16. This decision in Raghubar Rai v. Jairaj Rai (1912) 34 All 429 was dissented from by a later decision of a Bench of two Judges of this Court, Sarju Misir v. Ghulam Husain (1921) 63 IC 87. In that decision it was held that the plaintiff got one cause of action owing to breach of the contract and a second cause of action owing to injury resulting from it.
17. It appears to me that if the decision in Raghubar Rai v. Jairaj (1912) 34 All 429, that the plaintiff could have sued at an earlier date for mere breach before incurring actual loss is correct, then it must be admitted that the suit is barred by limitation, but I consider that the English law as set forth in Raghubar Rai v. Jairaj Rai (1912) 34 All 429 and Kumarnath Bhuttacharjee v. Nobo Kumar Bhuttacharjee (1899) 26 Cal 241 is not applicable to contracts in India. A reference to the terms of Section 73 of the Contract Act shows that a suit can only be brought for injury or loss already caused and not for prospective loss. Section 74 makes an exception to this. It allows a suit to be based on mere breach when the contract names a sum to be paid in case of mere breach or contains a stipulation by way of penalty. The present contract did neither. Where there is no sum named to be paid in case of breach or stipulation by way of penalty, under India Law a mere breach of the covenant by omission to pay, as in this case, gives no right to a claim for compensation, and the suit will come within the language of Section 24 of the Limitation Act. I may mention that the word act in Section 24 will include an omission (see Section 3(2) of the General Clauses Act, 10 of 1897.) It has been urged that Section 24 is only applicable to suits based on tort, but no reason appears for holding this. The English Law in fact makes the mere breach the cause of action and treats the injury as the measure of the compensation for the breach. Section 73 of the Contract Act treats the loss or injury actually incurred as the cause of action. It has been suggested that, if this view is correct, the promisee has no remedy until years after the breach. It may be remarked, however, that in such a case as this’ though he could not sue for specific performance ( the time for performance having passed), he could have treated the agreement as void under Section 55 of the Contract Act and sued for restoration of the Rs. 5,000 under Section 65. In the present case the suit is one for damages for breach and is not one for compensation by reason of avoidance of the contract.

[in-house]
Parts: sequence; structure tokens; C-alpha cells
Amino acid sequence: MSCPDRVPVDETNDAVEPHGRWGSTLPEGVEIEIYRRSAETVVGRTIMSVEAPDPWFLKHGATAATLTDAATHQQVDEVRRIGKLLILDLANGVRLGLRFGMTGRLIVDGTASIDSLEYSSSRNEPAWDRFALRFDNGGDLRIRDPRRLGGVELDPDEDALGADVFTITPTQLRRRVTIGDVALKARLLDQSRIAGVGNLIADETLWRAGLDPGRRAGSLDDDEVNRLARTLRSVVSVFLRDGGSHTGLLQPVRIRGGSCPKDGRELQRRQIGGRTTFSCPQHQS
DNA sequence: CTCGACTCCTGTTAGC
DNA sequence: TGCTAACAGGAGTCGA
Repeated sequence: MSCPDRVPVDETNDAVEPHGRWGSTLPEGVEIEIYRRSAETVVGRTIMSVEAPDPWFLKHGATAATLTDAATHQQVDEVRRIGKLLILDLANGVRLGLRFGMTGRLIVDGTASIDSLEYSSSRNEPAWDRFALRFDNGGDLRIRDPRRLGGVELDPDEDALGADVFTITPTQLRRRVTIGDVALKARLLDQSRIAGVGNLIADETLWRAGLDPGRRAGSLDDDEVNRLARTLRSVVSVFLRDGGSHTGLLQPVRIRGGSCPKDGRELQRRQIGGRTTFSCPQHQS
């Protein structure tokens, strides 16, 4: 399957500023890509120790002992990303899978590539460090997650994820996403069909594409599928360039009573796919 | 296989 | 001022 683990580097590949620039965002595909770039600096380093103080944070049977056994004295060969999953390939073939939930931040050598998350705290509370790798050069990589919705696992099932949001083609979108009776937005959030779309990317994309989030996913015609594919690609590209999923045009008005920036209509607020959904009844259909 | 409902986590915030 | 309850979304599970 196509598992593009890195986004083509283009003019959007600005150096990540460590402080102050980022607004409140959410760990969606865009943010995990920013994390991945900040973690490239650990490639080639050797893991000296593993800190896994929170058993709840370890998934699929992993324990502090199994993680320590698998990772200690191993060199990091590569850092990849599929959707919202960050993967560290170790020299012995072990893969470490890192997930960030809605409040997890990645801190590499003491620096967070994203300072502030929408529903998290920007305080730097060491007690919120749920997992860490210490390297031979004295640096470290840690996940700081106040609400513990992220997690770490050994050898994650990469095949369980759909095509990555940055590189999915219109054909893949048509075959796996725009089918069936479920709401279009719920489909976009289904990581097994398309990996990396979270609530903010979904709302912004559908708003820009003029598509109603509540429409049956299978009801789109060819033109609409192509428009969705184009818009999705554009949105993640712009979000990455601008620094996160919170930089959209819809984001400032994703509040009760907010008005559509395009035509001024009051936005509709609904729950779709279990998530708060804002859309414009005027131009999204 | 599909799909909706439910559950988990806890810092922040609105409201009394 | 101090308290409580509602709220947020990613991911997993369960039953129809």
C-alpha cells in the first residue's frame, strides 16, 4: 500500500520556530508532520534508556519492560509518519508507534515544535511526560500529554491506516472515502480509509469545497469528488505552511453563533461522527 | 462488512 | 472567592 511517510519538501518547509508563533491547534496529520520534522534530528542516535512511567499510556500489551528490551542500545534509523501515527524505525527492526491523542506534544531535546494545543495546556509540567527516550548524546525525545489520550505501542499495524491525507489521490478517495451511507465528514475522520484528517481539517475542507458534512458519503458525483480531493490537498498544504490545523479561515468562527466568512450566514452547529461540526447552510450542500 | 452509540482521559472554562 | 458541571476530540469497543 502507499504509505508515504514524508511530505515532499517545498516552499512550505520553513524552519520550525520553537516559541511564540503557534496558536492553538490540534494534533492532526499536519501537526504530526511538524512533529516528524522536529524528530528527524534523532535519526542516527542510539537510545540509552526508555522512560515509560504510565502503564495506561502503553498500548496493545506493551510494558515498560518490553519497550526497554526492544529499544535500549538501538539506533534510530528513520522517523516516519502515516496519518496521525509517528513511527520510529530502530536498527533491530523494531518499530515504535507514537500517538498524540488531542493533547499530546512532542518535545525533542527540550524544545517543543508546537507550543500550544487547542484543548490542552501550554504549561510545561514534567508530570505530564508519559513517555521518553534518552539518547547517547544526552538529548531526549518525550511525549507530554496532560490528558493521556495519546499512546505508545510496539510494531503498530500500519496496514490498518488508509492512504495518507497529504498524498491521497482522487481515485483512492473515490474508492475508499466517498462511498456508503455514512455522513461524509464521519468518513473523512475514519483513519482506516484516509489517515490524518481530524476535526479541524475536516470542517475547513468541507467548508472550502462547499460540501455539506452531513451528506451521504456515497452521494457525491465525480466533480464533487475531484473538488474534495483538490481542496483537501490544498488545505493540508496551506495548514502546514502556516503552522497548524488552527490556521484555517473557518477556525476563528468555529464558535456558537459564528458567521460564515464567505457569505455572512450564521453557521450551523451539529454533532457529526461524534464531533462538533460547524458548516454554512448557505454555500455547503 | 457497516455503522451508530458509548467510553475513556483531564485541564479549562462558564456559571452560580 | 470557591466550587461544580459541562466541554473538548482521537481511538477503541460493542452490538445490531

18. For these reasons I hold that the period for limitation runs from the data of actual injury and that the suit is within time. This was held in a case based on facts materially the same in Hakim Ali Khan v. Dalip Singh (1913) 11 ALJ 478, by a Bench of this Court, though the law was not discussed therein.
19. I would, therefore, allow the appeal with costs here and in the lower appellate Court and restore the decree of the first Court.